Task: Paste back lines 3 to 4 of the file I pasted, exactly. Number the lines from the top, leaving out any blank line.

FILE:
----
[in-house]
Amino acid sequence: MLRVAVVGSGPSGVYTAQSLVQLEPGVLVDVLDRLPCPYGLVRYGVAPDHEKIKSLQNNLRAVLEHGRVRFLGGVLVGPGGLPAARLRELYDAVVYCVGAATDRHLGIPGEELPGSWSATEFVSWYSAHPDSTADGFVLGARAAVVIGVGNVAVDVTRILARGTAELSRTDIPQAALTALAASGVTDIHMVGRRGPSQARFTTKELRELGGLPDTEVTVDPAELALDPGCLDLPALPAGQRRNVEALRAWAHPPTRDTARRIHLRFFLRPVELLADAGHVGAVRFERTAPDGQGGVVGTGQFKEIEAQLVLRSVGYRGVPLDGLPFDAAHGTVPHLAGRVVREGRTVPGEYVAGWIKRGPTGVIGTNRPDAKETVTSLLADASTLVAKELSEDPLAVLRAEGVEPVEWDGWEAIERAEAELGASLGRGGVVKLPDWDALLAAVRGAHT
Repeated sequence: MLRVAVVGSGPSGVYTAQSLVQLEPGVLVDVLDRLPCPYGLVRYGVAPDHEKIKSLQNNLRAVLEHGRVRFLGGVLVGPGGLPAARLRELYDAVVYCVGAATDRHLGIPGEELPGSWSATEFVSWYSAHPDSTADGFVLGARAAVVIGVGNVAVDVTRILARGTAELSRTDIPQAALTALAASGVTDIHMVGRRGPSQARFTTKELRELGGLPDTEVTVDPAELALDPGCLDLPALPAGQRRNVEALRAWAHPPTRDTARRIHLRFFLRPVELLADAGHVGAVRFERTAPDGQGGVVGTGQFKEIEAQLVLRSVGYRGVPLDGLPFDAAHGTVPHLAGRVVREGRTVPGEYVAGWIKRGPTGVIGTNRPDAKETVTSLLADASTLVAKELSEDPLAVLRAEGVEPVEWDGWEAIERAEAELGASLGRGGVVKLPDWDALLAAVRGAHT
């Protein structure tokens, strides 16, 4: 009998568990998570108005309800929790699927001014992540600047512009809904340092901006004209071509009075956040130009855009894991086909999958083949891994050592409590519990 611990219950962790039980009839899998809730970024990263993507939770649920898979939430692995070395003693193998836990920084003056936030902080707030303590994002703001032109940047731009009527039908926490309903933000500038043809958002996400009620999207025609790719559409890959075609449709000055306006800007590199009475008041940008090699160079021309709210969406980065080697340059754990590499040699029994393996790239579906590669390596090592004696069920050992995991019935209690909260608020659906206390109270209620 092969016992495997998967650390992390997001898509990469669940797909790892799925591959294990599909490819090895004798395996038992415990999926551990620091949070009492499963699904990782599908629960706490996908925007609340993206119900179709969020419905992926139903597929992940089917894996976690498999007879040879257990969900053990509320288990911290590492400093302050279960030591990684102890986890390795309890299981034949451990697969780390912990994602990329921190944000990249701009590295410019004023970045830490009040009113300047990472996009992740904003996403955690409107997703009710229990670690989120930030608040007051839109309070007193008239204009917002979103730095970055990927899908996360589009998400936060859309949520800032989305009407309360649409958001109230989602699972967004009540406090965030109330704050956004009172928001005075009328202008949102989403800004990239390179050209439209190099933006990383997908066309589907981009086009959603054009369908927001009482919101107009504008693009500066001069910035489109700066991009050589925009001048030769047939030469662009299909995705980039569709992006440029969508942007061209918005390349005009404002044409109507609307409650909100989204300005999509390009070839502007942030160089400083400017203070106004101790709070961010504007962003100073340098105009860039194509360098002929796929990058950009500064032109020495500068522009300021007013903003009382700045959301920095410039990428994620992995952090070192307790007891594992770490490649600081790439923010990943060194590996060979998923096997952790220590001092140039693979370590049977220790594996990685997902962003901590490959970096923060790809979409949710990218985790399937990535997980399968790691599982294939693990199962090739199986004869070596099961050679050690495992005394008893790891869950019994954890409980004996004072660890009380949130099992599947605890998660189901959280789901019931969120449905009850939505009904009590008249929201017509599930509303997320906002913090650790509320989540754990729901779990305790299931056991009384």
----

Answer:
Repeated sequence: MLRVAVVGSGPSGVYTAQSLVQLEPGVLVDVLDRLPCPYGLVRYGVAPDHEKIKSLQNNLRAVLEHGRVRFLGGVLVGPGGLPAARLRELYDAVVYCVGAATDRHLGIPGEELPGSWSATEFVSWYSAHPDSTADGFVLGARAAVVIGVGNVAVDVTRILARGTAELSRTDIPQAALTALAASGVTDIHMVGRRGPSQARFTTKELRELGGLPDTEVTVDPAELALDPGCLDLPALPAGQRRNVEALRAWAHPPTRDTARRIHLRFFLRPVELLADAGHVGAVRFERTAPDGQGGVVGTGQFKEIEAQLVLRSVGYRGVPLDGLPFDAAHGTVPHLAGRVVREGRTVPGEYVAGWIKRGPTGVIGTNRPDAKETVTSLLADASTLVAKELSEDPLAVLRAEGVEPVEWDGWEAIERAEAELGASLGRGGVVKLPDWDALLAAVRGAHT
């Protein structure tokens, strides 16, 4: 009998568990998570108005309800929790699927001014992540600047512009809904340092901006004209071509009075956040130009855009894991086909999958083949891994050592409590519990 611990219950962790039980009839899998809730970024990263993507939770649920898979939430692995070395003693193998836990920084003056936030902080707030303590994002703001032109940047731009009527039908926490309903933000500038043809958002996400009620999207025609790719559409890959075609449709000055306006800007590199009475008041940008090699160079021309709210969406980065080697340059754990590499040699029994393996790239579906590669390596090592004696069920050992995991019935209690909260608020659906206390109270209620 092969016992495997998967650390992390997001898509990469669940797909790892799925591959294990599909490819090895004798395996038992415990999926551990620091949070009492499963699904990782599908629960706490996908925007609340993206119900179709969020419905992926139903597929992940089917894996976690498999007879040879257990969900053990509320288990911290590492400093302050279960030591990684102890986890390795309890299981034949451990697969780390912990994602990329921190944000990249701009590295410019004023970045830490009040009113300047990472996009992740904003996403955690409107997703009710229990670690989120930030608040007051839109309070007193008239204009917002979103730095970055990927899908996360589009998400936060859309949520800032989305009407309360649409958001109230989602699972967004009540406090965030109330704050956004009172928001005075009328202008949102989403800004990239390179050209439209190099933006990383997908066309589907981009086009959603054009369908927001009482919101107009504008693009500066001069910035489109700066991009050589925009001048030769047939030469662009299909995705980039569709992006440029969508942007061209918005390349005009404002044409109507609307409650909100989204300005999509390009070839502007942030160089400083400017203070106004101790709070961010504007962003100073340098105009860039194509360098002929796929990058950009500064032109020495500068522009300021007013903003009382700045959301920095410039990428994620992995952090070192307790007891594992770490490649600081790439923010990943060194590996060979998923096997952790220590001092140039693979370590049977220790594996990685997902962003901590490959970096923060790809979409949710990218985790399937990535997980399968790691599982294939693990199962090739199986004869070596099961050679050690495992005394008893790891869950019994954890409980004996004072660890009380949130099992599947605890998660189901959280789901019931969120449905009850939505009904009590008249929201017509599930509303997320906002913090650790509320989540754990729901779990305790299931056991009384």